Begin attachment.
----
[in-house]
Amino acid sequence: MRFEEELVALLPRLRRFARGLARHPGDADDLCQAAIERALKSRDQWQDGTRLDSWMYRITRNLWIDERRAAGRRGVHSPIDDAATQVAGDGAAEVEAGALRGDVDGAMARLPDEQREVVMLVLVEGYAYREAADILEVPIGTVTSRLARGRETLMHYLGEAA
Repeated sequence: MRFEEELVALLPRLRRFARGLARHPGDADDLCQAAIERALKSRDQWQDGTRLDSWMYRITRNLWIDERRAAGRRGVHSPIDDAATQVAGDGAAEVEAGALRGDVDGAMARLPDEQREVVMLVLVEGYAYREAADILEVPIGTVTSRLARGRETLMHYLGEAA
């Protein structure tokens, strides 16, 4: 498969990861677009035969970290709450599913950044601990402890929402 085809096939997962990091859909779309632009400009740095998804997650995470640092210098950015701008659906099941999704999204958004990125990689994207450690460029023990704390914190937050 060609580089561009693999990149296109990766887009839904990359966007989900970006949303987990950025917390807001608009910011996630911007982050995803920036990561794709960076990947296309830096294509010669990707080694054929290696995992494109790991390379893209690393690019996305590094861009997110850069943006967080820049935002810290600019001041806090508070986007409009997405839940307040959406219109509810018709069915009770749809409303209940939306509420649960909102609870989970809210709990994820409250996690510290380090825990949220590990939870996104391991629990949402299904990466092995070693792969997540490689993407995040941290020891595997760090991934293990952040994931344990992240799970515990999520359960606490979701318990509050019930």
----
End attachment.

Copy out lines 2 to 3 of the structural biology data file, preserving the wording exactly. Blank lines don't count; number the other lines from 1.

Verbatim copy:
Amino acid sequence: MRFEEELVALLPRLRRFARGLARHPGDADDLCQAAIERALKSRDQWQDGTRLDSWMYRITRNLWIDERRAAGRRGVHSPIDDAATQVAGDGAAEVEAGALRGDVDGAMARLPDEQREVVMLVLVEGYAYREAADILEVPIGTVTSRLARGRETLMHYLGEAA
Repeated sequence: MRFEEELVALLPRLRRFARGLARHPGDADDLCQAAIERALKSRDQWQDGTRLDSWMYRITRNLWIDERRAAGRRGVHSPIDDAATQVAGDGAAEVEAGALRGDVDGAMARLPDEQREVVMLVLVEGYAYREAADILEVPIGTVTSRLARGRETLMHYLGEAA